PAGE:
As I began by thanking the mother whale for the grand privilege of being near her that day, I felt myself tear up. She asked why I was crying. She did not understand my tears of joy in connecting with her. I explained that they are an expression of the love that many of us feel when we are with whales such as her. She didn’t quite understand. I could tell that she was very much a “thinker” in her orientation. It’s an understatement to say that I love humpback whales am very passionate about them. When I am with them, talking with or about them, it’s often a very emotional experience. I love them beyond description. Having sensed this mother whale’s style of communication as more logical and dispassionate than mine, I tried to attune to her vibration and way of communicating. While still being myself, I pulled back the level of my natural effusiveness when with whales to meet her on common ground. Had I not recognized and respected our personality differences and attuned and adjusted myself  to her energy, I could have simply seen her as some sort of Mr. Spock-from-Star Wars-type whale and missed the nuances of her communication. And she may have seen me as some airhead or overly emotional human. Instead, despite both our species and personality differences, we did meet on common ground.

Regarding the encounter she said, “Of the three of us [mother, calf and escort], I was the one who decided to stop for the humans. I told my friend (the escort who was a male) that I wanted to handle this.”

Someone asked why she came so close. I communicated our routine of swimming out from the tender and lining up as a group, but she came very close before we even had the opportunity to create our line. “I didn’t want to wait. I went toward Teresa because Alfie asked me to.”  When someone asked later if she had any special connection with anyone in our group, she said: “Yes, Teresa--you’re Alfie’s girl.” Hearing this, I felt as giddy and happy as a sunflower basking in the sun. I was filled with gratitude.

She continued, “While I had this favor to do, while we were there I wanted to show my child what love from humans looks like and feels like, and how to be safe around them. I am a strict mother. ”  She made it clear that they felt our love long before we got into the water.  She briefly thanked us for all the love that we gave her.

I asked her about her calf’s experience and she told me to ask her directly, so I did. The calf showed me how much she loved it.  She said: “I wanted to stay, but we had to leave.”  The mother said she is also teaching her calf  “to not go up to just any boat. It’s not all fun and games with humans.”  I told her that some of the females in our human group were also mothers and would understand this. She very much liked hearing this.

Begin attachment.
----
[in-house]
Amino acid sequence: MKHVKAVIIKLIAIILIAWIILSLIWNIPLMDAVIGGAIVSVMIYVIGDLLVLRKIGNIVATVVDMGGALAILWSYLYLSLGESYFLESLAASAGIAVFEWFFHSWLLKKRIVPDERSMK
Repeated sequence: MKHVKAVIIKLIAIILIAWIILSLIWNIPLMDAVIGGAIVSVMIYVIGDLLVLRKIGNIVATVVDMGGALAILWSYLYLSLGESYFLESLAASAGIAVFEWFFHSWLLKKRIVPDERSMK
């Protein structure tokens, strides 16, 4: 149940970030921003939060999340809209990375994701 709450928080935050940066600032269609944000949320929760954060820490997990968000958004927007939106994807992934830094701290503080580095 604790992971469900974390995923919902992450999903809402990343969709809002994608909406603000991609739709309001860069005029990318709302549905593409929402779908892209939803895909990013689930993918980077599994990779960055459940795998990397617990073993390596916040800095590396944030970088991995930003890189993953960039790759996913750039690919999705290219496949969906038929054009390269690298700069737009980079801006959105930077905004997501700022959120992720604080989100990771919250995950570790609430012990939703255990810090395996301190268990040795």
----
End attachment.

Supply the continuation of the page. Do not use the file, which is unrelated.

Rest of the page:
I explained that some of us had come from far away just to be near the whales, and for some of us these encounters were our first experiences and were very deeply moving and wonderful for us. She was surprised that we felt that deeply--that it was a life-changing event for some of us. Attempting to understand, she showed me the energy and love she felt when her current daughter was born and asked if this is how we felt. I said, “Yes, very similarly--a feeling of great love that cannot be easily explained or measured and doesn’t need to be.”  She nodded in acknowledgment and was gone.

Later, I talked with her privately. I thanked her again for the grand privilege of being so near her, and asked her what the experience was like for her. In a crisp, no nonsense manner she said, “You are Alfie’s girl. He told me you dreamed of such a close experience with a whale and asked me if I would provide it. I agreed and came to you.” I could tell that she didn’t want a long conversation, she was about to leave. I wanted to ask her a bit more. I responded to her comment by thanking her for doing this favor for Alfie and for me, and asked what the experience was like for her. In the same matter-of-fact tone she said, “It was a favor. He asked me to do it and I was happy to do it. It’s really nice that you love us all so much, but I am not interested in an ongoing relationship. But by the way, yes, I heard your concern about my tail perhaps hitting you when I was under you. I never would have let that happen. We know how small and fragile humans are. We have great control over our bodies and would not harm you.” She bowed slightly with a sense of kindness and said goodbye.